Although motive and intent are often used interchangeably, they are distinct concepts in criminal law. Motive deals with an individual’s underlying reasons for committing a crime, whereas intent is concerned with their willingness to carry out specific actions related to the offense.
Definition of Motive
Usually, a person’s motive can be determined by looking at various factors leading up to the commission of the crime. For example, if Bill punched Barry, an examination of the facts might reveal that Barry had stolen Bill’s watch, giving Bill a motive for punching him. Although investigators may be able to determine a person’s motive, that does not link them to the crime; the prosecutor does not have to prove the defendant had a reason to engage in criminal behavior. However, a judge or jury may consider motive when hearing the case.
Definition of Intent
Intent refers to a person’s conscious decision to commit an act that violates state or federal laws. Generally, intent is an element of an offense that the prosecutor must prove. For example, in Florida, a person commits battery when they “actually or intentionally touch or strike another person..” or they “intentionally cause bodily harm to another person.” Returning to the example of Bill and Barry, if Bill was waving his hands in the air while telling a story and accidentally hit Barry, his actions were not intentional, and he would not be charged with battery. However, if he purposefully punched Barry, he may be charged.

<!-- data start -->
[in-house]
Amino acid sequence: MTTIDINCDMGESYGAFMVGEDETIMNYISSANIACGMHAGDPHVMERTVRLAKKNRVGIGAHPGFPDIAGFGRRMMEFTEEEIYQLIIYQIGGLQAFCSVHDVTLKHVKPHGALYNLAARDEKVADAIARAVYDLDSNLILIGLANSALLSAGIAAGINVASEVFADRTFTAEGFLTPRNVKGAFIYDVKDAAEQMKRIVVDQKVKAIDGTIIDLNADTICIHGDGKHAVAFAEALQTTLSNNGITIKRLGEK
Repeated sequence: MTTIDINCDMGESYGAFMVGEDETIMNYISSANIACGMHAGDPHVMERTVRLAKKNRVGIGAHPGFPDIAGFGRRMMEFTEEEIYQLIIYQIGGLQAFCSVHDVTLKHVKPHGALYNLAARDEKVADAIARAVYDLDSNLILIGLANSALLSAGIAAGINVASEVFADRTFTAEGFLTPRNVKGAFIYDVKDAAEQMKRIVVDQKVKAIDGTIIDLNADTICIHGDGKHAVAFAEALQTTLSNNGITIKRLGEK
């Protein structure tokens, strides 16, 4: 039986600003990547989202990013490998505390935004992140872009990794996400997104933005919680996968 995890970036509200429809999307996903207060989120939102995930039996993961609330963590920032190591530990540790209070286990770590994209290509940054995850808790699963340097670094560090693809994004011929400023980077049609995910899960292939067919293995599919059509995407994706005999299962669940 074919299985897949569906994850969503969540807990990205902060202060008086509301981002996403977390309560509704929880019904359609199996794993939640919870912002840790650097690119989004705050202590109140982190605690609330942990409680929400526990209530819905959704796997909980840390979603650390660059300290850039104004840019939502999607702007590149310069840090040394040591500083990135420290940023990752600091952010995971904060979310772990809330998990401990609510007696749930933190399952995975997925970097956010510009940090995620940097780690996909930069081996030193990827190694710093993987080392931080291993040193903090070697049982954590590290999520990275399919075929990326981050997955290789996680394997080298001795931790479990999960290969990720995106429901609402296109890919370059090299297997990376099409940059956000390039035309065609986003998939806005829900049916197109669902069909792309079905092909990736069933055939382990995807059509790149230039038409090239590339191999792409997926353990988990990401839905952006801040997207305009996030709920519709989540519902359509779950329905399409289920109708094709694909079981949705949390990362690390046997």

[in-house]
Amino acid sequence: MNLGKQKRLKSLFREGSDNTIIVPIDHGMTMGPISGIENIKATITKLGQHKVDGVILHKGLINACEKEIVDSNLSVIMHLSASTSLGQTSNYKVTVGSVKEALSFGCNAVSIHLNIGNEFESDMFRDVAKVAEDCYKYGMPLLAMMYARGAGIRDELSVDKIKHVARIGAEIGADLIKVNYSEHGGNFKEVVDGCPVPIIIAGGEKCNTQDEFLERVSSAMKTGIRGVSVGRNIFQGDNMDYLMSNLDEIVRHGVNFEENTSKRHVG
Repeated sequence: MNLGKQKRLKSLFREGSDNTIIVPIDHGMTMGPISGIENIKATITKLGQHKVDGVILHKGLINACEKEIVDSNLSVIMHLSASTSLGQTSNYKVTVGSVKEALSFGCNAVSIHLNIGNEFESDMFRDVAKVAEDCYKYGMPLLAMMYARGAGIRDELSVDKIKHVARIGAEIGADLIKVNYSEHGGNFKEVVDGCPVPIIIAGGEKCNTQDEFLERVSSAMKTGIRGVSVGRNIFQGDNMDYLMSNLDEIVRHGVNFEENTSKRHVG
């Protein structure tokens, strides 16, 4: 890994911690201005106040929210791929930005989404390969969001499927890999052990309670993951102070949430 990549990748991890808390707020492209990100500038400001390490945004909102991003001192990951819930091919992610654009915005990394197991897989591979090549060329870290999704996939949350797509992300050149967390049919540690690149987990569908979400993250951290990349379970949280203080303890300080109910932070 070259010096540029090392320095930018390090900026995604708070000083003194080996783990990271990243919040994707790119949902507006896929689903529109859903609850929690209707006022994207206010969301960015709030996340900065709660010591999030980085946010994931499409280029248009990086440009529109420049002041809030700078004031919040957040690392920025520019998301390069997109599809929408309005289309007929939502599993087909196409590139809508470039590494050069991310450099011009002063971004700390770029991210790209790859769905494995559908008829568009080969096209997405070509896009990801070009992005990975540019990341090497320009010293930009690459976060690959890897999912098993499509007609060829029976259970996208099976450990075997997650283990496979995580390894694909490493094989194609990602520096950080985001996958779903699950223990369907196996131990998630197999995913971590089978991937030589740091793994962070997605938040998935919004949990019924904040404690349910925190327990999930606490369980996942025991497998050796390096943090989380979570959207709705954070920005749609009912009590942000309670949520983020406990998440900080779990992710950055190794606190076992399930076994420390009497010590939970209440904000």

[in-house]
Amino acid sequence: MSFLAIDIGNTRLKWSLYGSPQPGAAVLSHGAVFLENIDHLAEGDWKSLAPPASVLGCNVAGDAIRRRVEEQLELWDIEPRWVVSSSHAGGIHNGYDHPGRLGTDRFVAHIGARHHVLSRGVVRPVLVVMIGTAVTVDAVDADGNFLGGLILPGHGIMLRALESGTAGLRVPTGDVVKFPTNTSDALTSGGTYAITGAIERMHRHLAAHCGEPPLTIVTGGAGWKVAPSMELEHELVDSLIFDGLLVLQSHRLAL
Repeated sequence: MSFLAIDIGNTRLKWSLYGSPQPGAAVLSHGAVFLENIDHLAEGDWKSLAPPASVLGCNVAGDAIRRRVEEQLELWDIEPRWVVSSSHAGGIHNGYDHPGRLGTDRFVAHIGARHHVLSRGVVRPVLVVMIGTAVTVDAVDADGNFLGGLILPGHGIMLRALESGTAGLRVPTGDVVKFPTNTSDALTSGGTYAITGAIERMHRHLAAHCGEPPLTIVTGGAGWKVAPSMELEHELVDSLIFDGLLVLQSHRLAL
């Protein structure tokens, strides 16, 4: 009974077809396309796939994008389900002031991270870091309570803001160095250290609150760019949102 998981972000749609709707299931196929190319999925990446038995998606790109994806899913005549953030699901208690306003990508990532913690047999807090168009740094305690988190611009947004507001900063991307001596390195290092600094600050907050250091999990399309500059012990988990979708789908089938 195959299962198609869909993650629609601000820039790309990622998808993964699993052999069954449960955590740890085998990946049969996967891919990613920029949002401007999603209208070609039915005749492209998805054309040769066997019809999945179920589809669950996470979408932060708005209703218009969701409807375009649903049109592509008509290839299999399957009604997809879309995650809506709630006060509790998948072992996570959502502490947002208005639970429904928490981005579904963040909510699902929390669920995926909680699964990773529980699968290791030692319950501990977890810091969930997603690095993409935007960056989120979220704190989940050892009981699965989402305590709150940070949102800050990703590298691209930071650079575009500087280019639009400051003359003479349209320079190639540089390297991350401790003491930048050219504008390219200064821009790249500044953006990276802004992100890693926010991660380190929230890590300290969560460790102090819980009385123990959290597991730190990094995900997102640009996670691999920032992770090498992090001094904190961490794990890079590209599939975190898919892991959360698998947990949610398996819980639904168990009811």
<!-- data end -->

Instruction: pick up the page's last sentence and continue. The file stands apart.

General v. Specific Intent
Florida recognizes two types of intent: general and specific.
General intent refers to a person’s aim to engage in an act that violated a law. The prosecutor is not required to prove that the defendant meant to cause whatever outcome resulted from their actions. Referring back to Bill and Barry, under the first subsection of the law, just purposefully punching Barry is enough to prove Bill intentionally meant to commit the offense.
Specific intent is defined as a person’s intention to carry out the unlawful act and cause the specific result. Under the second subsection of battery law, if Barry knew he was going to hurt Bill as a result of punching him, that would demonstrate specific intent.
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